Before I explain why we are so concerned about this, please let me be clear: we are 100 percent behind quality improvement—it is our heritage and a constant focal point for surgeons—but it is foolhardy to mandate an unsuccessful program.
The government established PQRI as its quality measurement program. They told doctors across the country to send in their “quality data.” Doctors faithfully followed the instructions laid out by the government and sent in the information—only to find out the instructions were wrong. CMS, the government agency, acknowledged that the instructions were wrong, that they had made mistakes and that they would fix the problem and come back to doctors with a clear set of instructions.
That was in 2007—we are now almost to 2010—and we still haven’t heard from them what that clear set of instructions are supposed to be –
And now the Senate wants to mandate that we participate in this program?
That doesn’t make any sense and it certainly won’t improve quality. In fact, we believe it may harm quality efforts because physicians and hospitals tell us they are inundated with so many quality improvement initiatives, it is increasingly difficult to keep up. The last thing they need or want is a flawed quality program imposed upon them.
I’ve just described an unsuccessful quality program—but now let me describe a successful one—The American College of Surgeons National Surgical Quality Improvement Program also known as NSQIP. With NSQIP, patients get better care, have better outcomes and it reduces costs.
In a two-year study, of 118 hospitals, recently published in the Annuals of Surgery, this quality program helped prevent thousands of surgical complications each year, resulting in more than 250 to 500 fewer complications in each hospital each year, reducing annual costs by more than $3 million per hospital. Nine of the top 10 private hospitals in the nation, along with more than 240 additional hospitals, across the country, use ACS NSQIP. The ACS believes that these types of quality programs could save the health care system a minimum of tens of billions of dollars over the next decade.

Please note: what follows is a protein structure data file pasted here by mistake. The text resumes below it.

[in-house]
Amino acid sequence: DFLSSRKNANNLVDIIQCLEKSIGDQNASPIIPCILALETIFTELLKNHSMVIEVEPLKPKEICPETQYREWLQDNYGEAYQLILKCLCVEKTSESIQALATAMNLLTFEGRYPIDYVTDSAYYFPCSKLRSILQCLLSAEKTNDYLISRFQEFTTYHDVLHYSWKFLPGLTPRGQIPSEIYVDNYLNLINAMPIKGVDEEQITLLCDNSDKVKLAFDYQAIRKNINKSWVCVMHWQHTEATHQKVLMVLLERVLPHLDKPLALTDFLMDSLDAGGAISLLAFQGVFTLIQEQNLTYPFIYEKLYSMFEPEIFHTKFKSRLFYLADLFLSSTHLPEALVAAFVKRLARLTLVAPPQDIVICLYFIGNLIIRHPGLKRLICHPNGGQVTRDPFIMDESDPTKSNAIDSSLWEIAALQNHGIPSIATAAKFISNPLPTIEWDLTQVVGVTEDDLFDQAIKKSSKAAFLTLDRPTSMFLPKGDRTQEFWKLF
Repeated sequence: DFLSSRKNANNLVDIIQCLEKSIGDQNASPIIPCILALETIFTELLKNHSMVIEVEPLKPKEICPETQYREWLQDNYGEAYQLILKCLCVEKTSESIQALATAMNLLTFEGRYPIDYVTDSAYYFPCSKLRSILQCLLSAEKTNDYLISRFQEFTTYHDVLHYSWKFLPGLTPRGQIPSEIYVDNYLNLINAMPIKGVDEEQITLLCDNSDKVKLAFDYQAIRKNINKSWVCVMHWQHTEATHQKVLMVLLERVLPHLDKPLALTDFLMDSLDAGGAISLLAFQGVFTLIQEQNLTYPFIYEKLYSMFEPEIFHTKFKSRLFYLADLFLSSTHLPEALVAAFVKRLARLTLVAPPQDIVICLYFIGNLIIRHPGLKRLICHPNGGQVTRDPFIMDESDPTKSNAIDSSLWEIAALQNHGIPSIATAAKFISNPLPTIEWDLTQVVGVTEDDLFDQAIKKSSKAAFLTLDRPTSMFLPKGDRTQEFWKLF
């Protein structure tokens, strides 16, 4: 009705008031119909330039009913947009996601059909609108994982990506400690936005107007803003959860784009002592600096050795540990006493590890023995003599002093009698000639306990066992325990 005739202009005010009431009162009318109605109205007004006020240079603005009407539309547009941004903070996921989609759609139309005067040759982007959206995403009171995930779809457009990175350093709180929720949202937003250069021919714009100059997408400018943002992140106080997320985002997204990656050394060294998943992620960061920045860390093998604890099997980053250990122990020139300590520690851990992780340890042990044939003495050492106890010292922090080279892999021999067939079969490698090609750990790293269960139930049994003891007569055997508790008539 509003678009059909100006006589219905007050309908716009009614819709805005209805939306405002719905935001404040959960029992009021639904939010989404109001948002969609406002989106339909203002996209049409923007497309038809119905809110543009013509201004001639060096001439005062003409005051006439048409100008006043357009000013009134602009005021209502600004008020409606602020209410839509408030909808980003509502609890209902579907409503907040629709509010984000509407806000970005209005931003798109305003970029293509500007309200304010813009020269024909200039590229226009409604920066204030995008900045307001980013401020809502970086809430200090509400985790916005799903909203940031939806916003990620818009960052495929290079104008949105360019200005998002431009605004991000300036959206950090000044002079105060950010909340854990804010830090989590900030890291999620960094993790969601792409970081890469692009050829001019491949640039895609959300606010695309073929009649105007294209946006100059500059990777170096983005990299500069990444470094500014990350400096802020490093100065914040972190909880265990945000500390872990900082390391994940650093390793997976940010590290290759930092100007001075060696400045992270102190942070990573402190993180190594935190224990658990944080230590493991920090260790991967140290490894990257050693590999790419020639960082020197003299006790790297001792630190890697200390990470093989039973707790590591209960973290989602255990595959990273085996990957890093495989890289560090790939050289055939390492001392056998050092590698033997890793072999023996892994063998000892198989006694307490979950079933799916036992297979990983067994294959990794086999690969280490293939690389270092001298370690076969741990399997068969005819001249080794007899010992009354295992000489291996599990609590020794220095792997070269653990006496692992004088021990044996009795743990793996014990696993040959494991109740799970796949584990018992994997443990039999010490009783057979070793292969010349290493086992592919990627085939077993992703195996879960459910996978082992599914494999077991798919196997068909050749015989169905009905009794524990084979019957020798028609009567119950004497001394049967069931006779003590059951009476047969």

How is this possible, you might ask? We believe it’s because our quality programs start with the patient. Most quality programs rely on billing data—i.e. the information that insurance companies collect to actually pay claims.
NSQIP doesn’t use billing data but rather starts where it matters most—with the patient. Think about it—a 22 year old track star has a very different health status than a 55-year-old person who has a history of heart disease and diabetes. Our quality programs start with the premise that no two patients are alike—and therefore that the care and treatment for the patient must be specific to the patient—and the quality measurement must be as well.
There is an old adage in medicine—which is “look at the patient.” It’s a simple concept but a powerful one —it is essentially our profession’s reminder that all the new technology, innovations, our own professional expertise, etc. are important—but nothing is as important as looking at the patient.
As surgeons, we strive to keep the patient front and center in our daily lives. We think this is probably good counsel as we consider health care reform, too.
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About the American College of Surgeons
The American College of Surgeons is a scientific and educational organization of surgeons that was founded in 1913 to raise the standards of surgical practice and improve the quality of care for all surgical patients. The College is dedicated to the ethical and competent practice of surgery. Its achievements have significantly influenced the course of scientific surgery in America and have established it as an important advocate for all surgical patients. The College has more than 79,000 members and is the largest organization of surgeons in the world. For more information, visit www.facs.org.